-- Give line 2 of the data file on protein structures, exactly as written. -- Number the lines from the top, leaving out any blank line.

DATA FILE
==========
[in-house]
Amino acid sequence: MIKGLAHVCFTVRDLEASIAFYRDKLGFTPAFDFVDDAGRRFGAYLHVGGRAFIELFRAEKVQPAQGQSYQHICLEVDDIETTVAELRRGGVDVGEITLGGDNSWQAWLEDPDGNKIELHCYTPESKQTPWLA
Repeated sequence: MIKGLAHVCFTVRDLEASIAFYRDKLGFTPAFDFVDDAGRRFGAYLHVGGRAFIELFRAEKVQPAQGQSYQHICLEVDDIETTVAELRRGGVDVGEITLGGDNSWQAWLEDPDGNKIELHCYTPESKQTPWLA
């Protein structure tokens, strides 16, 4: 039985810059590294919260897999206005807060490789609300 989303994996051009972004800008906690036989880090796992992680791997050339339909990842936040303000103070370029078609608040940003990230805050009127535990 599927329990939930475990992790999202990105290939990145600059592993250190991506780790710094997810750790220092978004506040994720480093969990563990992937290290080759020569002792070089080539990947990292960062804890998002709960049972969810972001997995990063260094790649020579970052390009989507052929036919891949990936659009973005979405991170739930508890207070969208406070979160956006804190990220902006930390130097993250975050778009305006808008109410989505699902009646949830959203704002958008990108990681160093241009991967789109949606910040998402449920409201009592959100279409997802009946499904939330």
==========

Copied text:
Amino acid sequence: MIKGLAHVCFTVRDLEASIAFYRDKLGFTPAFDFVDDAGRRFGAYLHVGGRAFIELFRAEKVQPAQGQSYQHICLEVDDIETTVAELRRGGVDVGEITLGGDNSWQAWLEDPDGNKIELHCYTPESKQTPWLA